September 12, 2017
Colorado State University has issued a pest alert for alfalfa caterpillar in fields in the Wiggins and Weldona areas. The yellow or white butterflies of the alfalfa caterpillar lay eggs on new alfalfa growth that is less than 6 inches tall. August is often a time for these butterflies to be seen — but even this late in the season, they can be a problem.
Eggs hatch into green caterpillars in three to seven days, and full-grown caterpillars are about 1.5 inches long. They're distinguished from other caterpillars on alfalfa by their velvety green bodies with white lines along their sides.
There are several factors that contribute to economically significant caterpillar numbers, including slow and uneven growth of the crop; lack of natural enemies; hyperparasites, which are parasitoid wasps attacking there natural enemy, wasps, reducing their numbers; and hot, dry weather.
In a single year, there can be several generations of alfalfa caterpillar. The bugs consume leaves whole, while armyworms skeletonize leaves. Damage is worse in newly planted fields, where plants are too small to withstand much defoliation.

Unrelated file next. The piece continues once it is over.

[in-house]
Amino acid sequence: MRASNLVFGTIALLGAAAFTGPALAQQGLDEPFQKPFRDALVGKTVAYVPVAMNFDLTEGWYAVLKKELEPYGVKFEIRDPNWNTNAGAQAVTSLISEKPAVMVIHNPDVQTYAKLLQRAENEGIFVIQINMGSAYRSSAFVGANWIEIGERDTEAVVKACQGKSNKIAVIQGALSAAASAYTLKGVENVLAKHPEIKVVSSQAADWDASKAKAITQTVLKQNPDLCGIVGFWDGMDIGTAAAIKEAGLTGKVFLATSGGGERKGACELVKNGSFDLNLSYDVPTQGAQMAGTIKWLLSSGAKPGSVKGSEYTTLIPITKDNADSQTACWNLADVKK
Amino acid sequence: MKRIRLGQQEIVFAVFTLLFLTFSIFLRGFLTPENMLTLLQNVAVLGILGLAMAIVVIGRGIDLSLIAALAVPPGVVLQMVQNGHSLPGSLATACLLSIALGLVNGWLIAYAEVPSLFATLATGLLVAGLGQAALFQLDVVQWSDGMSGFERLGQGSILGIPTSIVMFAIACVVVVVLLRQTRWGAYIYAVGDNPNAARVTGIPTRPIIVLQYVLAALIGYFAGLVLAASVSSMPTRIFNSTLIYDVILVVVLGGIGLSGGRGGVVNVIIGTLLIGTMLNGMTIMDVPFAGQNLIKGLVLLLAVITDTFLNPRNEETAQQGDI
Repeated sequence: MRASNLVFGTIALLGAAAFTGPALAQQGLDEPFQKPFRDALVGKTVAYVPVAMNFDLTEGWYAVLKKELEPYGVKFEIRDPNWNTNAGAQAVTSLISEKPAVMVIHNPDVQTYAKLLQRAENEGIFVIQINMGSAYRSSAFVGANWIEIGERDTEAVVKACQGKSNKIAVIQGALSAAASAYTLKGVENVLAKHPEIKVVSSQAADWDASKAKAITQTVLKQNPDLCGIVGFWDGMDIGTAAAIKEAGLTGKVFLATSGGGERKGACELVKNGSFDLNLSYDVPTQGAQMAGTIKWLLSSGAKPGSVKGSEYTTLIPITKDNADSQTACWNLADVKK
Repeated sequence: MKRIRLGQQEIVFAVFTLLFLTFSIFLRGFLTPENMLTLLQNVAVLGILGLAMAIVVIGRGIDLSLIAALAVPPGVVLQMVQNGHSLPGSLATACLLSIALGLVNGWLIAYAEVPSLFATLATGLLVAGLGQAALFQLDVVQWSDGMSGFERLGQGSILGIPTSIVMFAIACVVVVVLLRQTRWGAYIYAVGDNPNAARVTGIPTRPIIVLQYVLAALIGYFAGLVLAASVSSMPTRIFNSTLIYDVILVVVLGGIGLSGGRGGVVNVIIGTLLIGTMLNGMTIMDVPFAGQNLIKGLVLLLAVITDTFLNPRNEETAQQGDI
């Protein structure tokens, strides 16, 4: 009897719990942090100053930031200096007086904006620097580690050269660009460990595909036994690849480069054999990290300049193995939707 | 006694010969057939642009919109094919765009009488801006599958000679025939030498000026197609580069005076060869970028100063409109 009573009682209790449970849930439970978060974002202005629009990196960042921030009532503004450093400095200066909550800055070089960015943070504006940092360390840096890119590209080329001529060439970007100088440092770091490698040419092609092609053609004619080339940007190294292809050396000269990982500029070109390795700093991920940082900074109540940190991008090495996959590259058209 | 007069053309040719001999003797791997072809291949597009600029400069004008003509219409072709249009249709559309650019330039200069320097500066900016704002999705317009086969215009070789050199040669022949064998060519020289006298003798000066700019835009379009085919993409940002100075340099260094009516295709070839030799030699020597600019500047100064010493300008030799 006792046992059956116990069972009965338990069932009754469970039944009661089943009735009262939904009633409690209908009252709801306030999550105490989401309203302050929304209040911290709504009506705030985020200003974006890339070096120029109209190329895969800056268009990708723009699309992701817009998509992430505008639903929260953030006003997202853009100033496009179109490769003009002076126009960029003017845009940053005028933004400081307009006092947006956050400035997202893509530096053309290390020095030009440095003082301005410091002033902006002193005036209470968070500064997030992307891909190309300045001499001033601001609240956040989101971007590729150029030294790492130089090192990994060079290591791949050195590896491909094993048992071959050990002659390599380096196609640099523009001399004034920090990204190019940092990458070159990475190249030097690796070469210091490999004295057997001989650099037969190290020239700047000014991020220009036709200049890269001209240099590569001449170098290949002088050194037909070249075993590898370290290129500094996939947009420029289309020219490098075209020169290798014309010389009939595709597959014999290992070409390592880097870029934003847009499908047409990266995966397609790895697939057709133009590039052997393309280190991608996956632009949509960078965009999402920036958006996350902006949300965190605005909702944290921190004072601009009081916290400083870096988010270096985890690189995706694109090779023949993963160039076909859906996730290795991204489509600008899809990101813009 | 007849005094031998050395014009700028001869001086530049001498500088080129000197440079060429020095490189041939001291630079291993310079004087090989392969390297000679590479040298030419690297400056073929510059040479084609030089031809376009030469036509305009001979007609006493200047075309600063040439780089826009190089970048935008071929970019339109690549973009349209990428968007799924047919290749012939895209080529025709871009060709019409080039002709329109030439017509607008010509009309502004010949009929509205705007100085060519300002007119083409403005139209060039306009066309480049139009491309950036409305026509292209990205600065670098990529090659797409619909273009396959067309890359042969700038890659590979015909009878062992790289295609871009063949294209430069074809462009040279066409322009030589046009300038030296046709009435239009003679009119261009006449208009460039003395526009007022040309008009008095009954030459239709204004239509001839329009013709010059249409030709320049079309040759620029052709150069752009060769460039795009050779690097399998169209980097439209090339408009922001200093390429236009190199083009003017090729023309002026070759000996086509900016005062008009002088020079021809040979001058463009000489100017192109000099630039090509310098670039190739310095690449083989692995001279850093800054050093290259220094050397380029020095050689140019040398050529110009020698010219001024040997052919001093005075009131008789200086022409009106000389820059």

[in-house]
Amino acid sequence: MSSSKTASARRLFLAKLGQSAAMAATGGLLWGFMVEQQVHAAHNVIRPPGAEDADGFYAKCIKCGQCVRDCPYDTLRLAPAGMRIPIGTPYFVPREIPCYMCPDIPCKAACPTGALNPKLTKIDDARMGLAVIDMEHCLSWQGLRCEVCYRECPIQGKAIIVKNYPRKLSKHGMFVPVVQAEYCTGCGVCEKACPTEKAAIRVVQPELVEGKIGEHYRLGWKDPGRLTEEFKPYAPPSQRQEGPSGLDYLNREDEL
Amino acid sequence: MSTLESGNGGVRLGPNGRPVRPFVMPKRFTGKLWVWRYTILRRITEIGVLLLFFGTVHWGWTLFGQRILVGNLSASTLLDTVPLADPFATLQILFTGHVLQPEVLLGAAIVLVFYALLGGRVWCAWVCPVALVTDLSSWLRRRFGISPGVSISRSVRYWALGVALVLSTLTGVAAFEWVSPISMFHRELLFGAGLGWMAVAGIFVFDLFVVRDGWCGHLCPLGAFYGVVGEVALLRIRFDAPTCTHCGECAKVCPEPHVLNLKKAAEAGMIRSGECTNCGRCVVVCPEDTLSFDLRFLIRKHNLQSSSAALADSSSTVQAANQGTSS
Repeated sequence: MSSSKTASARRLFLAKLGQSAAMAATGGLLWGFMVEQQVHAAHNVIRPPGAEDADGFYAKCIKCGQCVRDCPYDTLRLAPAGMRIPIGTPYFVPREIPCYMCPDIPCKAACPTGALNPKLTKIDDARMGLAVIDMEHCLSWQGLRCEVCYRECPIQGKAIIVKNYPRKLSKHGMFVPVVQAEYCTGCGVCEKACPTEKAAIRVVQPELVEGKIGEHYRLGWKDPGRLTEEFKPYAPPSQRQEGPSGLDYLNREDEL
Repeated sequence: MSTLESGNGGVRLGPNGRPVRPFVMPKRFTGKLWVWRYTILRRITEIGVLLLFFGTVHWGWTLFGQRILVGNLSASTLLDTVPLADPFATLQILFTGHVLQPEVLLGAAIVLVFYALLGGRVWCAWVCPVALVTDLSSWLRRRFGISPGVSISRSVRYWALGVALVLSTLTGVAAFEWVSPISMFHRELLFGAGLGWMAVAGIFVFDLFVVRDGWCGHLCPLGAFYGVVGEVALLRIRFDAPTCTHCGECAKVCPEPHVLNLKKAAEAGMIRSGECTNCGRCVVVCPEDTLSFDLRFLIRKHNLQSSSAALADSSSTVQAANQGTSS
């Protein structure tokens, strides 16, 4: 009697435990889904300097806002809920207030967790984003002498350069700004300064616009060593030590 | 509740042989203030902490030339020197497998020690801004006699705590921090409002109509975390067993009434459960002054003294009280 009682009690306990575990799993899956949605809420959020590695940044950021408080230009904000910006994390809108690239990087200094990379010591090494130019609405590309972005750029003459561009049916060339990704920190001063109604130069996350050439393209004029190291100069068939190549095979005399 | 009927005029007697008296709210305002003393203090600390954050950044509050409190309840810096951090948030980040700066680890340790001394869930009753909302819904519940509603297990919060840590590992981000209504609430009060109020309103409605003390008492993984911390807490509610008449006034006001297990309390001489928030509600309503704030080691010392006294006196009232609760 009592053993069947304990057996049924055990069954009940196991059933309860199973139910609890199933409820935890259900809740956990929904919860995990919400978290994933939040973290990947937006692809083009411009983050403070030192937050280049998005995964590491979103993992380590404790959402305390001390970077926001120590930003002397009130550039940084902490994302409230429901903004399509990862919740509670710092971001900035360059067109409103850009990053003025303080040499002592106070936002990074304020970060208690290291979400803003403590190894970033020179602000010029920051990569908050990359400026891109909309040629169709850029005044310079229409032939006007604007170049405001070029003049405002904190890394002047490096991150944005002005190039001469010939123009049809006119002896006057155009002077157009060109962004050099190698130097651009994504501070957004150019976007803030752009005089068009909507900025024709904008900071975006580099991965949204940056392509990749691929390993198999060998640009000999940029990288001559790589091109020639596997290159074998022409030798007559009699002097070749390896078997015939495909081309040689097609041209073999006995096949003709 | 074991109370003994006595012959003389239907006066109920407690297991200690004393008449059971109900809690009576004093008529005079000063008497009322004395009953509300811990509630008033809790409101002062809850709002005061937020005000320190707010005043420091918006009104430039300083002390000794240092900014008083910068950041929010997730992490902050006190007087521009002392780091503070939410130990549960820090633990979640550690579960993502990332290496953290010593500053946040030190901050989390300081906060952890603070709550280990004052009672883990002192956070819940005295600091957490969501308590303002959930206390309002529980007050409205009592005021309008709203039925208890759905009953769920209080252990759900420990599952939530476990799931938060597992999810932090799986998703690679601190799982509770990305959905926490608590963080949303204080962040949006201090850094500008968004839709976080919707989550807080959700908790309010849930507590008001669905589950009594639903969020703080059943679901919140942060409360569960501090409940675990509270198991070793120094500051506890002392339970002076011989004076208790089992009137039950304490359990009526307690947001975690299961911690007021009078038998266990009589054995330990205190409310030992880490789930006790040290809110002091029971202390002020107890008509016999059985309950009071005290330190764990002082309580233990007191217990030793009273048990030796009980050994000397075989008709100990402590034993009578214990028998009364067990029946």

When scouting, the basic threshold of 10 larvae per sweep, or one larva per two plants for standing alfalfa, should be adjusted based on the status of the pest and the crop. If many of the larvae you find seem to be diseased or parasitized, double or triple the treatment threshold.
A newly seeded crop may require a lower threshold of two caterpillars per sweep, or one caterpillar per 10 plants. Infestations on regrowth are more important than on a standing crop, but not as important as on new seedings.
In a regrowth situation, the recommended threshold is between the threshold for a standing crop and for a new seeding.
In its alert, Colorado State University said it had no local efficacy data for alfalfa caterpillar for insecticides, but noted that any of the pyrethroid insecticides should be effective. Higher rates are recommended for larger larvae.
Earlier in the year, biological insecticides (such as Bt) are recommended as the better choice to preserve biological controls, like parasitic wasps, in the area. Chances are, however, that this late finding may have benefited from a full season of natural controls. If the crop is due to be cut soon, it may be best to hold off treatment until after harvest, and determine larvae survival to see if it is a concern for regrowth. You can learn more at wiki.bugwood.org/HPIPM:Alfalfa_Caterpillar.
Source: Colorado State University
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